Nowadays, cities are seriously affected by extreme climatic events such as floods caused not only by climate change regime. In a broader context, they are a consequence of uncontrolled urbanization expansion (deforestation, soil sealing, canalizing, or river straightening) while water resources have been unreasonably managed for centuries (excessive water abstraction, water transfers, drainage of lands for development purposes, impoundment of water, construction of dams, a wasteful model of production and consumption). Water and climate change in cities induce lowering of the soil water table, the drying-up of natural water ecosystems (ponds, small ponds, wetlands), pollution caused by surface runoff and increased inundations and flooding, an overload of an urban sewer system, and construction disasters. Therefore, in many urban agglomerations, actions of local authorities are aimed at restoring the water balance of urban areas and mitigating the effects of disturbances [25,26]. Researchers worldwide are involved in developing strategies for sustainable water resource management on a large scale/the management of large-scale water resources as well as tools and technologies for use on a small scale [3]. Lerner and Holt [14] hold the view that the interactions between cities and their rivers are a complex mix of gains and challenges for a city. However, in recent years, rivers have become more valuable. According to the authors, people realized that natural systems must be protected and reinforced if we are to rely on services provided by these ecosystems [14]. With the benefit of hindsight, the symbiosis between cities and rivers may have a timeless relevance. River valleys are a valuable natural resource for cities serving an irreplaceable ecological function [10,14,27] and being a foundation of the blue and green infrastructure. Again, riverside areas are of interest to administrators of cities as priority areas for local plans and strategies [25,26,28]. In contemporary waterfront-planning, priority is given to environmental benefits (flood prevention, protection of habitats, maintenance of good quality water) [8,23,24] while making the space more attractive to a user [15,29]. Timur [6] (pp. 169–206) claims that the visual impact of water on landscapes is the main factor for attracting people to waterfronts. Water is the key element of planning as it provides people with physical and mental wellbeing [12,18,30]. Cengiz [9] (pp. 552–586) argues that people should be able to have an up-close experience with a river. Such physical and visual sensation helps to create diverse places in cities encouraging a feeling of belonging and appreciation of nature. Nonetheless, it works both ways. As argued by Wolski and Jankowski [22] in the context of city–river relations, the concept of space is closely linked to a local community that fully integrates the concept of a riverside area. The existing interdependence stems from the attributes and formation of community [22]. The educational process aimed at increasing the social awareness of the roles that rivers play is not without significance. Hence, rivers should be included in the active process of waterfront restoration [15,16].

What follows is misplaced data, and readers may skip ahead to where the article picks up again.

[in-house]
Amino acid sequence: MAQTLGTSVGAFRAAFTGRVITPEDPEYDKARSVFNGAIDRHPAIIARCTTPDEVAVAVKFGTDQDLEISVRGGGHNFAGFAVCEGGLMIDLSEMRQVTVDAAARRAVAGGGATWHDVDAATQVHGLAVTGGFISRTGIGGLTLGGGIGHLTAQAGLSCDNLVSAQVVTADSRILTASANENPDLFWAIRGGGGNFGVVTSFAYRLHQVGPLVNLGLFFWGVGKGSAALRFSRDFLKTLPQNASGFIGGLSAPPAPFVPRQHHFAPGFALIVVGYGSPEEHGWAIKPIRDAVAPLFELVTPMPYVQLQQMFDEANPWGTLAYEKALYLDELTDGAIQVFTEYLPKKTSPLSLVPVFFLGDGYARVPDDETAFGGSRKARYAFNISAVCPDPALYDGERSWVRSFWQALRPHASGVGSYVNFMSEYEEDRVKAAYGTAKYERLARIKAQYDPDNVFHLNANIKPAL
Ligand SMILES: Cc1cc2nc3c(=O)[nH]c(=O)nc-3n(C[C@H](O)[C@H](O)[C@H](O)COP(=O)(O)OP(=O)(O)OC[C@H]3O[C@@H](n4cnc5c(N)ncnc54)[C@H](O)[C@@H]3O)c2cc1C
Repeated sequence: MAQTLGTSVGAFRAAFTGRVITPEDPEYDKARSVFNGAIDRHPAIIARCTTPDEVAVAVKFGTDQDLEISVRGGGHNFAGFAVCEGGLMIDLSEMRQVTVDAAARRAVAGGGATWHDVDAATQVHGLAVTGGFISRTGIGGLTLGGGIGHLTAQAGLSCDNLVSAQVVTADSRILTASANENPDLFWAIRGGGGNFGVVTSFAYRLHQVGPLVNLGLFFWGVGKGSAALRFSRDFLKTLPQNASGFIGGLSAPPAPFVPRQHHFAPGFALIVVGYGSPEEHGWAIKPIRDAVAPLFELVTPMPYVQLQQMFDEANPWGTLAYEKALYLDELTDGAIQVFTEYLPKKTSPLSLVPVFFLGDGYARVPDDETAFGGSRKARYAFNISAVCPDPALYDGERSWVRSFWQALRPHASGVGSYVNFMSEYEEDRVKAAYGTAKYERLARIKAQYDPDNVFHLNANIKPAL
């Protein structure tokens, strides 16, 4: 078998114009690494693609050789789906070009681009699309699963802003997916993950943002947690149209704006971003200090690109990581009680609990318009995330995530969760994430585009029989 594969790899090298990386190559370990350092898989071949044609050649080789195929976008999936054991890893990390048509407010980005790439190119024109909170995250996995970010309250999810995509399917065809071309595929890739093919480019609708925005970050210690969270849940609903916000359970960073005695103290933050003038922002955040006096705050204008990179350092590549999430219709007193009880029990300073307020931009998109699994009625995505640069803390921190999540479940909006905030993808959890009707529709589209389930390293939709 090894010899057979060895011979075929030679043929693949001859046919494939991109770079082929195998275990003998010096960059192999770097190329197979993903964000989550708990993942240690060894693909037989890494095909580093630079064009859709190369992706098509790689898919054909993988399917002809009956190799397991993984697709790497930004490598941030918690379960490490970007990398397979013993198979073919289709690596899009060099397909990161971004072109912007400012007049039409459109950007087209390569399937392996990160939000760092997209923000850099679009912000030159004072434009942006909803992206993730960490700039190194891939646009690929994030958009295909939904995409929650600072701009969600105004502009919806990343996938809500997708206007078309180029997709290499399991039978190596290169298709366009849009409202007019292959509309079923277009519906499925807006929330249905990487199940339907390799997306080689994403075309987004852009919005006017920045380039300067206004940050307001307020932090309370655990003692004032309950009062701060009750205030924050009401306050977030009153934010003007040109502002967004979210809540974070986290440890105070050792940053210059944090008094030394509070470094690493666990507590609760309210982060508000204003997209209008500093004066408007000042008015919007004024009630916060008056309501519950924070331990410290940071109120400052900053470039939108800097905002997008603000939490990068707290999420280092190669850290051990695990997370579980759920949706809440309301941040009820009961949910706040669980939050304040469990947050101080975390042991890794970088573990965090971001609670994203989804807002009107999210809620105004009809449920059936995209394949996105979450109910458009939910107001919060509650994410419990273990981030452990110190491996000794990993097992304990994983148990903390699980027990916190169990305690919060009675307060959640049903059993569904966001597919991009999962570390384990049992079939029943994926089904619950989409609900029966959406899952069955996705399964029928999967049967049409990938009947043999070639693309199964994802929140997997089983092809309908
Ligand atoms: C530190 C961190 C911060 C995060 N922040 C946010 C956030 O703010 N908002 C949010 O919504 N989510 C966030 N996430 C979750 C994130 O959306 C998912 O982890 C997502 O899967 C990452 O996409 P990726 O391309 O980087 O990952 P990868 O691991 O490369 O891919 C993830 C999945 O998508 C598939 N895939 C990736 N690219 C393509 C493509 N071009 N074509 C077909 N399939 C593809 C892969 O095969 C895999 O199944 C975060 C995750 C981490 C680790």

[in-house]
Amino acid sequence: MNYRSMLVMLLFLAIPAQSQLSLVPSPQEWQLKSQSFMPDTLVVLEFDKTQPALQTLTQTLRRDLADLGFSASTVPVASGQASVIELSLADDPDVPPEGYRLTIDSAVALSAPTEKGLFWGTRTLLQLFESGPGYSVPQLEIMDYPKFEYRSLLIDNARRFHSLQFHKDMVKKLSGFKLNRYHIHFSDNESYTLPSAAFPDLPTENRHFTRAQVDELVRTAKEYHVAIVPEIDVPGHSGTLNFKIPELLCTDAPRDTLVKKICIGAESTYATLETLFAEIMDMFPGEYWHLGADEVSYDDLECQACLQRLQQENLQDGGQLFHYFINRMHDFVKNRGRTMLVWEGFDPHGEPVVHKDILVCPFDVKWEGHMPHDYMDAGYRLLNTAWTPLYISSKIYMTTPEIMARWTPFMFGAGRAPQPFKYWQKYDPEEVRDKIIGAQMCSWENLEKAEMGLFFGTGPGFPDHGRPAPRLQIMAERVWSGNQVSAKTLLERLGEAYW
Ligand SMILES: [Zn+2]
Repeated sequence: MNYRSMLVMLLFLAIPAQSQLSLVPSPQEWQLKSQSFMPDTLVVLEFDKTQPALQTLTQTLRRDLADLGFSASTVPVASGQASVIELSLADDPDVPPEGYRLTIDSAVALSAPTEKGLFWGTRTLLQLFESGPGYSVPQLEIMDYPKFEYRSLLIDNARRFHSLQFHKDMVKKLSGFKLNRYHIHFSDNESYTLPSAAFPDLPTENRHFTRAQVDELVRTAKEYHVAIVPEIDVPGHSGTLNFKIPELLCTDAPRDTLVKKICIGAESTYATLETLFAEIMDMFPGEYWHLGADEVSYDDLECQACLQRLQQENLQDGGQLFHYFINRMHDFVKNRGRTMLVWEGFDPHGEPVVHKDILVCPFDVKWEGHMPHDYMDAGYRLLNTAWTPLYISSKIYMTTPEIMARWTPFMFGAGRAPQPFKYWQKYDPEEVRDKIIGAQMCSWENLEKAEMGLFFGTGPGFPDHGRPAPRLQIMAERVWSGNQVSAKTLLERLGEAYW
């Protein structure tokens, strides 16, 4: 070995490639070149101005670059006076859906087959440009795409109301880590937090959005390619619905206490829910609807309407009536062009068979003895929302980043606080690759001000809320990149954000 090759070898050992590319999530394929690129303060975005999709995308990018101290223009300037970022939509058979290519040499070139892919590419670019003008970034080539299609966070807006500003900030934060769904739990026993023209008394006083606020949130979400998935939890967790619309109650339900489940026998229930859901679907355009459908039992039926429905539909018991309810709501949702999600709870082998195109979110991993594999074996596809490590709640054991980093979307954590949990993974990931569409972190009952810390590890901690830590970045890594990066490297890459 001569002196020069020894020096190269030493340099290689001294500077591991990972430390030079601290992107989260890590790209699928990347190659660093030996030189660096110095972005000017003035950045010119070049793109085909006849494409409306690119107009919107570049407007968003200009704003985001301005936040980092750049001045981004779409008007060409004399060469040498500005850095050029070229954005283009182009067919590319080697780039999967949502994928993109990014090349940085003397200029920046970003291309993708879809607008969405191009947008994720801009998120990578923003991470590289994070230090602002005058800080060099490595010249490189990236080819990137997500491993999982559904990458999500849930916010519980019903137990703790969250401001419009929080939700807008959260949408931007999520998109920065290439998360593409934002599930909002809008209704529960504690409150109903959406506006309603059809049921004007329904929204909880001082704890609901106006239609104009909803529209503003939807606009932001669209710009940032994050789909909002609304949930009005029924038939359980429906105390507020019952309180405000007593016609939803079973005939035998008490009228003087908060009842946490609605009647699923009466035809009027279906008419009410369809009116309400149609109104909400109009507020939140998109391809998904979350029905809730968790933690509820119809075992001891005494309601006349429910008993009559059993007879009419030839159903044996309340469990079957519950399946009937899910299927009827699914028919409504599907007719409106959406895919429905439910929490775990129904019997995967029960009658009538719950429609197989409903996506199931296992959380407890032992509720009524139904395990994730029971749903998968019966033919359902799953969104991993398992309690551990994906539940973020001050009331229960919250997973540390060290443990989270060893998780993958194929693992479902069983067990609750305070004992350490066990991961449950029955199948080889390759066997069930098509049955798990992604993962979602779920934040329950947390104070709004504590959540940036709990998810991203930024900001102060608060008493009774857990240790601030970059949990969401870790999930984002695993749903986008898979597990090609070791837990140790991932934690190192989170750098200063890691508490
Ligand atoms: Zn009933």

Social impact of waterfront development is also vital. The identities of many cities were formed based on a river that affected inhabitants and their connection with waterfront landscape [16,23]. Restoration of this connection through waterfront development responding to the needs of users may impact the restoration of urban identity. Cengiz [9] (pp. 552–586) claims that the shaping riverside landscape should cover the extensive participation of diverse community members that is extended beyond traditional groups of stakeholders. Holt et al. [24] points out that the stakeholders should switch over time and link the needs of regional and urban networks with local interests. They find that when implementing a project, process management must provide sufficient flexibility to deal with a complex and dynamic nature of the environment and be stable to maintain trust and legitimacy among parties involved.